What transpired in September was The Big Transfer — but it was supposed to be The Big Crackdown.
After many months of impunity for scam compounds, Cambodia was feeling the heat internationally: Media outlets around the region had begun picking up on the enslavement of their citizens in Cambodia, a U.N. envoy warned of the situation, and the U.S. downgraded the country in its human-trafficking ratings. Interior Minister Sar Kheng opened up his Facebook page to receive human trafficking complaints, and was flooded with hundreds of pleas for rescue. Police began their raids, but many syndicates had already slipped away.
On the evening of September 22, VOD reporters saw a yellow bus drive into an alley near the closed Great Wall, or Chang Cheng, compound. Dozens of people got off the bus and entered a five-story apartment. It was not clear how many people were inside.
In other areas, compounds that had long been locked down with armed guards, barbed wire and closed gates were seemingly opened up. But on September 22, when a VOD reporter went to Jinbei 4, he was blocked by a security guard despite the open gates. This falsely-open situation also happened at the K99 compound, which opened its gates on September 19, but a security guard still sat at a table by the entrance, and reporters were stopped from entering.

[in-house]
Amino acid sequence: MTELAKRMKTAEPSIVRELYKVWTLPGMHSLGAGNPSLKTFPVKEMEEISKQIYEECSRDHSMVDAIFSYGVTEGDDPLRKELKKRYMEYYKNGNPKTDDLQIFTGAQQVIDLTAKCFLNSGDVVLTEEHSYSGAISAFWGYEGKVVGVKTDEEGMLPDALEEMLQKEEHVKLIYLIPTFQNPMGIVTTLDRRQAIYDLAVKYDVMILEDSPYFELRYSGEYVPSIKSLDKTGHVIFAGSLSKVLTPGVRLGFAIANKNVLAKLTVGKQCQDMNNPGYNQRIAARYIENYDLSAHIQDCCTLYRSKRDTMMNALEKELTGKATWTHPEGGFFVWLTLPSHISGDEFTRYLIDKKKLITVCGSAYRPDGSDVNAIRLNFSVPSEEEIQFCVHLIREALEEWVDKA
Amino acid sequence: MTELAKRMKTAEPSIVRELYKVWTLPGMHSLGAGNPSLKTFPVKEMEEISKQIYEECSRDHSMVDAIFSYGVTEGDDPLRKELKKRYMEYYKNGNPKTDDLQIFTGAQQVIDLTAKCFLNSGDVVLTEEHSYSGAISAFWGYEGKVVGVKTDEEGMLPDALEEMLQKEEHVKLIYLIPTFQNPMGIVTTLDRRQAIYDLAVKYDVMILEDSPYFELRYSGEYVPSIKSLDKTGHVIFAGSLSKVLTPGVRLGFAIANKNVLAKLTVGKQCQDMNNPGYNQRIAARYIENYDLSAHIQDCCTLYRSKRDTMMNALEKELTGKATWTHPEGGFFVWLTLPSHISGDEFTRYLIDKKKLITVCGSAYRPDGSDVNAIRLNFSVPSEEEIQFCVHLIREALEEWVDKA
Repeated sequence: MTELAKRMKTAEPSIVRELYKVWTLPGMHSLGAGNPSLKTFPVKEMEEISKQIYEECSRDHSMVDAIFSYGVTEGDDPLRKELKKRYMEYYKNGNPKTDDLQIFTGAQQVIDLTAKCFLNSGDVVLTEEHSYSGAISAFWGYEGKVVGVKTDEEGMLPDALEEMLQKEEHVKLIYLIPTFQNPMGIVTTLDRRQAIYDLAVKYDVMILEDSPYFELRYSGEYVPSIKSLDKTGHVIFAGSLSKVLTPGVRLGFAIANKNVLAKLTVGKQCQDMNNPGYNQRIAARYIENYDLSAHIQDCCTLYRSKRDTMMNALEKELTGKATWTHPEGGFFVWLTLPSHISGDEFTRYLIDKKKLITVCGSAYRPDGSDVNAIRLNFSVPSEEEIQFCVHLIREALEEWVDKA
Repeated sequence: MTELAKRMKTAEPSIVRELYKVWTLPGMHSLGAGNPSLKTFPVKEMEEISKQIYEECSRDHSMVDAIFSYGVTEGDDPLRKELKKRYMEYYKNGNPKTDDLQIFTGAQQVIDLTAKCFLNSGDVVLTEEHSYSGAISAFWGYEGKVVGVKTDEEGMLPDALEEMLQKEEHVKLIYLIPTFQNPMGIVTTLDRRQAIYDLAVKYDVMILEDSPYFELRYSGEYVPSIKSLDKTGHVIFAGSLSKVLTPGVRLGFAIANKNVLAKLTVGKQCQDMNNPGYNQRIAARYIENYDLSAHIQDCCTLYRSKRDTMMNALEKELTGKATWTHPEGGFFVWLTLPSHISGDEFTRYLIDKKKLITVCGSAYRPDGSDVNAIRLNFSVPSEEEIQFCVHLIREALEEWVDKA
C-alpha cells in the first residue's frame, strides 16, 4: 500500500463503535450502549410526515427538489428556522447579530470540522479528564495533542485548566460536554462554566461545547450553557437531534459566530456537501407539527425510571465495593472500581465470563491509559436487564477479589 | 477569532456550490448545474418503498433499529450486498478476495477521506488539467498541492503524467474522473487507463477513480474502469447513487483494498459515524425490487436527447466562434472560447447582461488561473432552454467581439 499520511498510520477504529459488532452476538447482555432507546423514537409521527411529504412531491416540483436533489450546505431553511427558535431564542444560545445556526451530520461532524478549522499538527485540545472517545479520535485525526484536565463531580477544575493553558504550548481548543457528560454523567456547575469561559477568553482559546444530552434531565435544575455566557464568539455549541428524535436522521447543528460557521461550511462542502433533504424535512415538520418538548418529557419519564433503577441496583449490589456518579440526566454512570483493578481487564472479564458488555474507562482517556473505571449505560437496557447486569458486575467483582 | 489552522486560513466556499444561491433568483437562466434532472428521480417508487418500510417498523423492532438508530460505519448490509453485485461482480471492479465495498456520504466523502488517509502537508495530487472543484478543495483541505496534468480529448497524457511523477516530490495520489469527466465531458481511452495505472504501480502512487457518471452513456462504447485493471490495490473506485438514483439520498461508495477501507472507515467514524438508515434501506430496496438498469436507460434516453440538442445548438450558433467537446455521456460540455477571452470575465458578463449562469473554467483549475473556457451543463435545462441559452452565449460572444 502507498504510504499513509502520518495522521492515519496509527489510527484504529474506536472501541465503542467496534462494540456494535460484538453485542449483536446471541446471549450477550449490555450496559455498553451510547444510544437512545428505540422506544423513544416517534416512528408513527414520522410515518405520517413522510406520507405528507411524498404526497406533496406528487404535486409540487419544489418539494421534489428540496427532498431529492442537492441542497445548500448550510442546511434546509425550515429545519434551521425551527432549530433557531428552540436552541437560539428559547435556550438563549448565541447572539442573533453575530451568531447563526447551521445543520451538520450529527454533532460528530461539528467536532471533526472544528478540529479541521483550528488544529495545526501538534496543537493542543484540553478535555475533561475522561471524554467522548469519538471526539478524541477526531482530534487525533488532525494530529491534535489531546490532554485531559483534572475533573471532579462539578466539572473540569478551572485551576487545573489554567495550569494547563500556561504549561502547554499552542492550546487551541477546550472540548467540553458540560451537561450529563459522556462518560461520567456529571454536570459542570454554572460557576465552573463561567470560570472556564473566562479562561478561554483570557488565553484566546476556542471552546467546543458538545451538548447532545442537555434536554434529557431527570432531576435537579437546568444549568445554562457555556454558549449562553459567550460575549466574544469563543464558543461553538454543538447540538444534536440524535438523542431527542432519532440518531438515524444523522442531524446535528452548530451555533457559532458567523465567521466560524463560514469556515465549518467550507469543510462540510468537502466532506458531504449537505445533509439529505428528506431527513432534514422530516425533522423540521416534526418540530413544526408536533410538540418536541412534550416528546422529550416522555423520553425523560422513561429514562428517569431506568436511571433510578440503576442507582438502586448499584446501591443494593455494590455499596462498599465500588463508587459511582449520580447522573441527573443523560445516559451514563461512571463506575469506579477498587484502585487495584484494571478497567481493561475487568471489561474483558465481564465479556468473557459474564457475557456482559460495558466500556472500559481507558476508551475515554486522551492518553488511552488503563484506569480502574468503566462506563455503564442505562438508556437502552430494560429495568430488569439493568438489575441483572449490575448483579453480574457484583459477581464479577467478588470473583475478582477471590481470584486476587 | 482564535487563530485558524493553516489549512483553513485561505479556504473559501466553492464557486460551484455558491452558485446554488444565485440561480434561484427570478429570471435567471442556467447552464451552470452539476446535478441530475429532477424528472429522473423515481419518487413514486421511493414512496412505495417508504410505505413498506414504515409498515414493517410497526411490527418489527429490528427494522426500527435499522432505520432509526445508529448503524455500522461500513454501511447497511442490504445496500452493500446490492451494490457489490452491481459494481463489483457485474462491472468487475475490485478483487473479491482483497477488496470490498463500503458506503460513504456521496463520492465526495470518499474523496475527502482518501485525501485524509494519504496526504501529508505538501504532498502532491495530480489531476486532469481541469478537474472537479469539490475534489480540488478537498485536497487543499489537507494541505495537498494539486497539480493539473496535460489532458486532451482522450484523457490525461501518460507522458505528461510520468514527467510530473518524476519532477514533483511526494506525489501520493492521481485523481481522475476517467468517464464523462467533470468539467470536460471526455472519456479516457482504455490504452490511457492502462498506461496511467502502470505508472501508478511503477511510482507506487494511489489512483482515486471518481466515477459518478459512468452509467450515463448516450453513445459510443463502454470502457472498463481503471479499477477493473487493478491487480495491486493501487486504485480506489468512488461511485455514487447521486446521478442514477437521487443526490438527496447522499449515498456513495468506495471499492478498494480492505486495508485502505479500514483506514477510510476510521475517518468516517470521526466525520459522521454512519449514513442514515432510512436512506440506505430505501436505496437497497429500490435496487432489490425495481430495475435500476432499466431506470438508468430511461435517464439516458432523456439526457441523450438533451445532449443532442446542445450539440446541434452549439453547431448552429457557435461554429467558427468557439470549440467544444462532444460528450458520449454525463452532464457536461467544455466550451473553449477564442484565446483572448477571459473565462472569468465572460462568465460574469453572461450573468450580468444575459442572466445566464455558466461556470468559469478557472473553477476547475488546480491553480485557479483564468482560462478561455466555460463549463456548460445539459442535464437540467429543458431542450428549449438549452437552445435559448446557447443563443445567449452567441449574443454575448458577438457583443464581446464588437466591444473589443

Another forced scam laborer, Liu Hua*, is still working in a compound in Sihanoukville. He has requested help but has been shuffled around, including being moved again just two weeks ago.
Liu told VOD that he did not believe the massive industry had been shut down. “There are thousands of scam companies in Cambodia, hundreds of thousands more people are trapped in these companies, trafficked and forced to scam,” he alleged. “Most companies are still doing it, their business goes on, it does not have a big impact on them.”
Some criminal scam operations were accustomed to moving around to avoid police — one former scam worker said his operation had moved every three months to different compounds. A Chinese police officer stationed in Cambodia also told VOD of many scam operations having begun moving from compound to compound every three months or so.
The transfer of scam companies did not just happen in Sihanoukville. Li Ping* was in a compound named Dong Tai in Svay Rieng’s Bavet city in September. At that time, inside two 11-story buildings were more than 100 Chinese and around 300 Vietnamese workers, he said.
Li was transferred with his colleagues on September 20 on two buses, leaving Bavet and moving into a four-story villa, sharing GPS coordinates of a building that appears to be in Borey Phnom Penh Thmey’s The Harmony Ville.
According to Li, the villa belongs to his boss, and at that time around 30 people had moved to that villa. His Chinese boss previously had a supermarket in Phnom Penh, and after making some money, he opened a scam company in Bavet, Li said.
On September 23, Li got an opportunity to run away from the villa with a friend. But others were unable to get out and were moved back to Bavet on October 5, he said.
*Names of human trafficking victims have been changed for their safety.